Sat in a corner
He stuck in his thumb
And pulled out a plum
And said, 'What a good boy am I.'
I had to search the web when I got home. 'Eating his Christmas pie.'
Tuesday, January 30, 2007
Gosh, I feel pleased with myself and it was very easy to upload it; I thought it would be much harder. Isn't technology wonderful?
What can I do next, that's the question? A trip round Gower? Hmmm, this could be way too distracting!
And I don't believe that Jules says that to all the girls, no matter what Chris says.
Actually it just means that we've been going for so long we know what to do, not that we do it well, but yay! I'm in the Dream Team.
They asked Jesus what they should do with her (the punishment required by law was stoning).
Jesus didn't say anything; he bent over and started to write in the sand. It doesn't say what he wrote. He might have written, 'Where's the man?'
Phil suggested that the reason Jesus wrote anything was to draw the crowd's attention away from the woman, who would have been shamed and fearful.
When he was sure he had all their attention, Jesus said, 'Let him without sin cast the first stone.'
Gradually they all drifted away until it was only the woman and Jesus left. He turned to her and said, 'Go and sin no more.'
You see, that is the God I worship. The God of forgiveness and love.
I have trouble recognising the God portrayed in anti-Christian rants, the one blamed for the fundamentalists and extremists.
The God I know cares not only for the big things but for the little things too. Yes, Jesus saved her life, but he also cared enough about her immediate humiliation and fear to give her some freedom from that, and some dignity.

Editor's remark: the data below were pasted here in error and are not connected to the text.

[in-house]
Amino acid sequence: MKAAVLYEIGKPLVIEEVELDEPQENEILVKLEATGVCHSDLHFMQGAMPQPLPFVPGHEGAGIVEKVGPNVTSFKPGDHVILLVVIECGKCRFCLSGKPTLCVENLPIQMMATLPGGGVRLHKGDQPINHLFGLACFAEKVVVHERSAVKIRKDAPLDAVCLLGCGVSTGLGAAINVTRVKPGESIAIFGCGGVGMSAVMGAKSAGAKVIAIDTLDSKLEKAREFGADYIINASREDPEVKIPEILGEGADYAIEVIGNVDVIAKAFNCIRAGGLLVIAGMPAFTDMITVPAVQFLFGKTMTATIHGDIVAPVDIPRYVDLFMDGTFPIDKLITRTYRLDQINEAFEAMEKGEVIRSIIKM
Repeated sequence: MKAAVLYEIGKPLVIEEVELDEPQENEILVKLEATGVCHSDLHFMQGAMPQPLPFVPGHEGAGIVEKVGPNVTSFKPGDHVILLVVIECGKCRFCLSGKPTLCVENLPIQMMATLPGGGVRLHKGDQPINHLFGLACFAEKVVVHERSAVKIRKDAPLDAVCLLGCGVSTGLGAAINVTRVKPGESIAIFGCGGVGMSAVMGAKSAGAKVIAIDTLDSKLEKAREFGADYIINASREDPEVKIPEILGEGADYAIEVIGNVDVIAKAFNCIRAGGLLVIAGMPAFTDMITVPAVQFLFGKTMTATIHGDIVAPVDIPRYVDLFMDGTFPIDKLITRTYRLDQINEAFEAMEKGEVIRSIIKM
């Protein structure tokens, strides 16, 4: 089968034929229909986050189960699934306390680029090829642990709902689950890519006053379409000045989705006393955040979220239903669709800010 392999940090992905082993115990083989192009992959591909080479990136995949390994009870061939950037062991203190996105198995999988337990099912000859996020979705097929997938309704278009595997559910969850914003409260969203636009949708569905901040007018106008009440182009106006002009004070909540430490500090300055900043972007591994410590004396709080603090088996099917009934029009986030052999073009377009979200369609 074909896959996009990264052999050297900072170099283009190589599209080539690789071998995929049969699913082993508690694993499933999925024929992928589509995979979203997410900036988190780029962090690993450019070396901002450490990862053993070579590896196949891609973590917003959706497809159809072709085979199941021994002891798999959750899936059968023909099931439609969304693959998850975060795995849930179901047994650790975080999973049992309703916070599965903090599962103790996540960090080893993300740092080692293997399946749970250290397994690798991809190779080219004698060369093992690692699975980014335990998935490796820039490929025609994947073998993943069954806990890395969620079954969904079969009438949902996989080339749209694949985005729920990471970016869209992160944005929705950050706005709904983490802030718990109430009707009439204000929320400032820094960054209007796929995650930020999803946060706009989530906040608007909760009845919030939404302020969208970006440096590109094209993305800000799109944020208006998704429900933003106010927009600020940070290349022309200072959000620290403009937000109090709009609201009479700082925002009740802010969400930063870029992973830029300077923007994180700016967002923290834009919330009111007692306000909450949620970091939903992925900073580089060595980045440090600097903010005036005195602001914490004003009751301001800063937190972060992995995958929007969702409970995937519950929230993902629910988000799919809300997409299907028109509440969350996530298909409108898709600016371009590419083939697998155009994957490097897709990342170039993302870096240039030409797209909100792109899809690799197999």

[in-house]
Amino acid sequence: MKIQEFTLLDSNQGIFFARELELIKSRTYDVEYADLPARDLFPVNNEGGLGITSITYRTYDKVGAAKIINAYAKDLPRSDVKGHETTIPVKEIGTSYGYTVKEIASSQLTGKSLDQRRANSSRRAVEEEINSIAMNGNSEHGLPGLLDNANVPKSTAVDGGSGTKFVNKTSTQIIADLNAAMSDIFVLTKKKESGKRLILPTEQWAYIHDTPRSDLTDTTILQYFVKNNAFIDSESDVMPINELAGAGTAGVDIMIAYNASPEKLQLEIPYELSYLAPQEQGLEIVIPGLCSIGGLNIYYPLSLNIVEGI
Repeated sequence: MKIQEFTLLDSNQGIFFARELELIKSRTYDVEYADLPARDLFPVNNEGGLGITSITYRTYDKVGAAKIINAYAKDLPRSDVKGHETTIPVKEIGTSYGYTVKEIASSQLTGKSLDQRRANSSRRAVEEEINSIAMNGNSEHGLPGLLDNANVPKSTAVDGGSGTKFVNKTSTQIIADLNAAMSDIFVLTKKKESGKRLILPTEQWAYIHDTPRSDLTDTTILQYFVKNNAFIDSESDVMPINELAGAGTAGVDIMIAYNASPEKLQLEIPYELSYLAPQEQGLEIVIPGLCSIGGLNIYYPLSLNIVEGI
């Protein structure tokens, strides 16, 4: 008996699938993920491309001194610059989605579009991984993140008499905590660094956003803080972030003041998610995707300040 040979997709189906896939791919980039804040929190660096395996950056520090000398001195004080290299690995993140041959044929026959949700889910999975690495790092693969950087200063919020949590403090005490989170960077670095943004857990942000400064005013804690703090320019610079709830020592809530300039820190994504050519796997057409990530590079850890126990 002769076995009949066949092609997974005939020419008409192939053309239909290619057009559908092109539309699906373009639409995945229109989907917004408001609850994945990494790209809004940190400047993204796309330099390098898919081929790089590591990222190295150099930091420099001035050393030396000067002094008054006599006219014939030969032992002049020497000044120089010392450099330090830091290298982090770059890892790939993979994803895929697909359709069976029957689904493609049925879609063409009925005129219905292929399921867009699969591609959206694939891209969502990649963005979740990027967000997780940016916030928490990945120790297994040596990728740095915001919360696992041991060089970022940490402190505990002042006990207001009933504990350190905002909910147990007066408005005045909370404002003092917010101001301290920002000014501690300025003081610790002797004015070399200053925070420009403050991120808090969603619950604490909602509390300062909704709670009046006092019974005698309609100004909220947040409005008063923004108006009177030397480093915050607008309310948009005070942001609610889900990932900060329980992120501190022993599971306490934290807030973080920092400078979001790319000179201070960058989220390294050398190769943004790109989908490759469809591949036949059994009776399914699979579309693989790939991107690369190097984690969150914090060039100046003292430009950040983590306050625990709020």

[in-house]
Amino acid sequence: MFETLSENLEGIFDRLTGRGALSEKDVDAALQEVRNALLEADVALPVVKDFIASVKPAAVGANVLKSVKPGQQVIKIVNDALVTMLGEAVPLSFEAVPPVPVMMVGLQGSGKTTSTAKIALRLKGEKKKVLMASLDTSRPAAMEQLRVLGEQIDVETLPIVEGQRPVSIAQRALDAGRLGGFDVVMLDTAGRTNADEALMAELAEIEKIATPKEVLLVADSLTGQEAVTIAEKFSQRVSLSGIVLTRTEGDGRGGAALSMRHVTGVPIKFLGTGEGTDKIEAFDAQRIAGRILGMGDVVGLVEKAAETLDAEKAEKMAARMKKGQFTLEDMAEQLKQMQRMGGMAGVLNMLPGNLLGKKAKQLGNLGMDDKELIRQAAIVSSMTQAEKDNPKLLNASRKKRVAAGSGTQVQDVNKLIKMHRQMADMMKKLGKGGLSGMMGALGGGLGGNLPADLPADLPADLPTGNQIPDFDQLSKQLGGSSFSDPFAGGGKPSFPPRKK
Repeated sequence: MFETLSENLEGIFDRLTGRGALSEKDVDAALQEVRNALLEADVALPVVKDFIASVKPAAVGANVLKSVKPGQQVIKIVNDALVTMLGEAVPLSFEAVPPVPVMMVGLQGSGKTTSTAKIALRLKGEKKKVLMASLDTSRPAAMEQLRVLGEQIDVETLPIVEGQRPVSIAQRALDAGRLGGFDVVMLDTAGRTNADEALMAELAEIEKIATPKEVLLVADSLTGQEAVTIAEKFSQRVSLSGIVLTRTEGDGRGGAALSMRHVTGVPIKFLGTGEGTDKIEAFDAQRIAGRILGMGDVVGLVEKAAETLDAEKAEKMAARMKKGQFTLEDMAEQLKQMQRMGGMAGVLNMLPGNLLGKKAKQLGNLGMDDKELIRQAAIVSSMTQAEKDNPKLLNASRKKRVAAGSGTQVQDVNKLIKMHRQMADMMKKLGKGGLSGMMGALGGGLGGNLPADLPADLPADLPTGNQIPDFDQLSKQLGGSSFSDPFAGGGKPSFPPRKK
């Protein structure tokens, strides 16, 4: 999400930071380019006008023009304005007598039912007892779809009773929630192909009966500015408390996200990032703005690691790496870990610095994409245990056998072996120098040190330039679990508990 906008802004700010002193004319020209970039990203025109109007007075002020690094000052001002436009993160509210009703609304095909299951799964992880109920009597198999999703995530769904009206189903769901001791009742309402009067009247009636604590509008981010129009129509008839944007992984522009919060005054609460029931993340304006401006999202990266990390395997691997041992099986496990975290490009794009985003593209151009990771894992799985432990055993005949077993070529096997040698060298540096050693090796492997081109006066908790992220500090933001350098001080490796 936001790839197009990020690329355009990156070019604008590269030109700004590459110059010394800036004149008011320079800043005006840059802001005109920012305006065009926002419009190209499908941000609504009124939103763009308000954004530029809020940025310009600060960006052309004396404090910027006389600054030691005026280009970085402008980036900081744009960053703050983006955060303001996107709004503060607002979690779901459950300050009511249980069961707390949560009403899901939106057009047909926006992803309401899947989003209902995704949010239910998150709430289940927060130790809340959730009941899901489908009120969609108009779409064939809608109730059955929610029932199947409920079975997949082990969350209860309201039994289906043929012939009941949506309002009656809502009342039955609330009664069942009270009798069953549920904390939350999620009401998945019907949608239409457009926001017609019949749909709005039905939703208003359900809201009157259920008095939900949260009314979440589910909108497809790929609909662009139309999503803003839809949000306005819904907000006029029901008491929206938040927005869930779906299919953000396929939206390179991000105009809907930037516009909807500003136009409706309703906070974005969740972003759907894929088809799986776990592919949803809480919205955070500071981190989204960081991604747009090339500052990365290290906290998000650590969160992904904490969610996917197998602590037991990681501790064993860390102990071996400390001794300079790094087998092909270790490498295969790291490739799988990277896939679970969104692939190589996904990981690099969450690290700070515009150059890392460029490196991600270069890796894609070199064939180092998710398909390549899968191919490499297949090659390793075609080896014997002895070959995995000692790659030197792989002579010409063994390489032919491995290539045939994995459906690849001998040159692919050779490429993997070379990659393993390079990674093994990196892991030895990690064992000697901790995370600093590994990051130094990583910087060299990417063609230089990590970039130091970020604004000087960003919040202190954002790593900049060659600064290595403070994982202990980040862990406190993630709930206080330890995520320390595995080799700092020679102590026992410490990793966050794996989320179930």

That is the God I love.
We only walked round the block and into the tip a bit today as his back leg was dodgy yesterday and he kept tripping over the long grass in the playing fields. Bless him, he's not as young as he was. Yes, I know I'm not either ... no, okay, I'm sorry, I won't embarrass you again ... all right, you don't have to go on about it ... look, if you're not careful I'll tell them about some of your other habits ... you know what other habits.
That's better. And don't mutter.
Monday, January 29, 2007
There has been a new lady in church for the last few weeks; we have made eye contact and exchanged smiles. This morning I spotted her sitting three rows in front of me. I determined that today I would speak to her properly.
At the end of the meeting, she got up and headed across the room. Undaunted I jumped up, followed her, and put my hand on her shoulder. 'Hello, I'm Liz; I've been meaning to talk to you properly for ages.'
She looked at me blankly.
Did I have the wrong woman?
She politely gave me her name and then said, 'I can't see my little boy; I'm sure he's wandering around.'
'Is that him?' I pointed at a small child.
I definitely had the wrong woman.
She made an excuse to go and speak to someone else, and I went in search of a cup of tea.
Ah, well, the intention was good. (Roads to hell etc)
Sunday, January 28, 2007